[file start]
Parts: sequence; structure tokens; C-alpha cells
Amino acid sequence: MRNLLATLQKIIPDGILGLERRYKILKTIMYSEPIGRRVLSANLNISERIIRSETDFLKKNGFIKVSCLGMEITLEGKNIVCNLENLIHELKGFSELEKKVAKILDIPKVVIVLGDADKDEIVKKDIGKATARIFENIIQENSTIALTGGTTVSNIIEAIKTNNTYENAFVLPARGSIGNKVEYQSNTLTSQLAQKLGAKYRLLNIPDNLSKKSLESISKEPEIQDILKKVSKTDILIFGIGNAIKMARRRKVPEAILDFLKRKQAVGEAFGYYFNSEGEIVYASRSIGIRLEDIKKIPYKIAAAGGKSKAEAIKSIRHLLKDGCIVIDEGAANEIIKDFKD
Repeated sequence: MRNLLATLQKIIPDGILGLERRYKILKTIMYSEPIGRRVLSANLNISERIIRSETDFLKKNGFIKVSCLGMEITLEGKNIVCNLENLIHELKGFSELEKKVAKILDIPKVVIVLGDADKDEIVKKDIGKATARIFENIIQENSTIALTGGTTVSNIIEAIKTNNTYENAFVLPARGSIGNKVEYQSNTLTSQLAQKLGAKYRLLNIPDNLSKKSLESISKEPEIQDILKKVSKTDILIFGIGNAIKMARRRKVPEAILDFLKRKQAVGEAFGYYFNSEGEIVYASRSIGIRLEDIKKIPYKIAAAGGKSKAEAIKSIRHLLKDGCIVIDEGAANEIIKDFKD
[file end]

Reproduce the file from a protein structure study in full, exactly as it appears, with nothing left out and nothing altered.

Parts: sequence; structure tokens; C-alpha cells
Amino acid sequence: MRNLLATLQKIIPDGILGLERRYKILKTIMYSEPIGRRVLSANLNISERIIRSETDFLKKNGFIKVSCLGMEITLEGKNIVCNLENLIHELKGFSELEKKVAKILDIPKVVIVLGDADKDEIVKKDIGKATARIFENIIQENSTIALTGGTTVSNIIEAIKTNNTYENAFVLPARGSIGNKVEYQSNTLTSQLAQKLGAKYRLLNIPDNLSKKSLESISKEPEIQDILKKVSKTDILIFGIGNAIKMARRRKVPEAILDFLKRKQAVGEAFGYYFNSEGEIVYASRSIGIRLEDIKKIPYKIAAAGGKSKAEAIKSIRHLLKDGCIVIDEGAANEIIKDFKD
Repeated sequence: MRNLLATLQKIIPDGILGLERRYKILKTIMYSEPIGRRVLSANLNISERIIRSETDFLKKNGFIKVSCLGMEITLEGKNIVCNLENLIHELKGFSELEKKVAKILDIPKVVIVLGDADKDEIVKKDIGKATARIFENIIQENSTIALTGGTTVSNIIEAIKTNNTYENAFVLPARGSIGNKVEYQSNTLTSQLAQKLGAKYRLLNIPDNLSKKSLESISKEPEIQDILKKVSKTDILIFGIGNAIKMARRRKVPEAILDFLKRKQAVGEAFGYYFNSEGEIVYASRSIGIRLEDIKKIPYKIAAAGGKSKAEAIKSIRHLLKDGCIVIDEGAANEIIKDFKD